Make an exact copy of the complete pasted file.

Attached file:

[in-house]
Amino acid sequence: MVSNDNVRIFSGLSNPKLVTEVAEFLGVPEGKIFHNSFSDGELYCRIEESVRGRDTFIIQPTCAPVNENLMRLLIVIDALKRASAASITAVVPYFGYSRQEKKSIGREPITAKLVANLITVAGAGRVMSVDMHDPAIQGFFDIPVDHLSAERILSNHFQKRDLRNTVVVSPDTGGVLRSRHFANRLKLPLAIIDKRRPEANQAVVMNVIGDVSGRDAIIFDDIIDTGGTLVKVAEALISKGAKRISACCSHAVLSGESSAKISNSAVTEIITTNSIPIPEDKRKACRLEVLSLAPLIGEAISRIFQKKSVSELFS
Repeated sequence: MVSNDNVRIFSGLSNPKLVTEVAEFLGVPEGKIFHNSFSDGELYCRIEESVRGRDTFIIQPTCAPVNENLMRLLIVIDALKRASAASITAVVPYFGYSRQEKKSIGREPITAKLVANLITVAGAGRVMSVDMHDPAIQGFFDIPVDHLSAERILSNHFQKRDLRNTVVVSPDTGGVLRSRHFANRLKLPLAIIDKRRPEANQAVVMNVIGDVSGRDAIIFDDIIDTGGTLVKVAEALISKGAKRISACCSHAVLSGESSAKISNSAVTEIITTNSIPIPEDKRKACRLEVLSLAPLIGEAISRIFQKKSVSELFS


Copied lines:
[in-house]
Amino acid sequence: MVSNDNVRIFSGLSNPKLVTEVAEFLGVPEGKIFHNSFSDGELYCRIEESVRGRDTFIIQPTCAPVNENLMRLLIVIDALKRASAASITAVVPYFGYSRQEKKSIGREPITAKLVANLITVAGAGRVMSVDMHDPAIQGFFDIPVDHLSAERILSNHFQKRDLRNTVVVSPDTGGVLRSRHFANRLKLPLAIIDKRRPEANQAVVMNVIGDVSGRDAIIFDDIIDTGGTLVKVAEALISKGAKRISACCSHAVLSGESSAKISNSAVTEIITTNSIPIPEDKRKACRLEVLSLAPLIGEAISRIFQKKSVSELFS
Repeated sequence: MVSNDNVRIFSGLSNPKLVTEVAEFLGVPEGKIFHNSFSDGELYCRIEESVRGRDTFIIQPTCAPVNENLMRLLIVIDALKRASAASITAVVPYFGYSRQEKKSIGREPITAKLVANLITVAGAGRVMSVDMHDPAIQGFFDIPVDHLSAERILSNHFQKRDLRNTVVVSPDTGGVLRSRHFANRLKLPLAIIDKRRPEANQAVVMNVIGDVSGRDAIIFDDIIDTGGTLVKVAEALISKGAKRISACCSHAVLSGESSAKISNSAVTEIITTNSIPIPEDKRKACRLEVLSLAPLIGEAISRIFQKKSVSELFS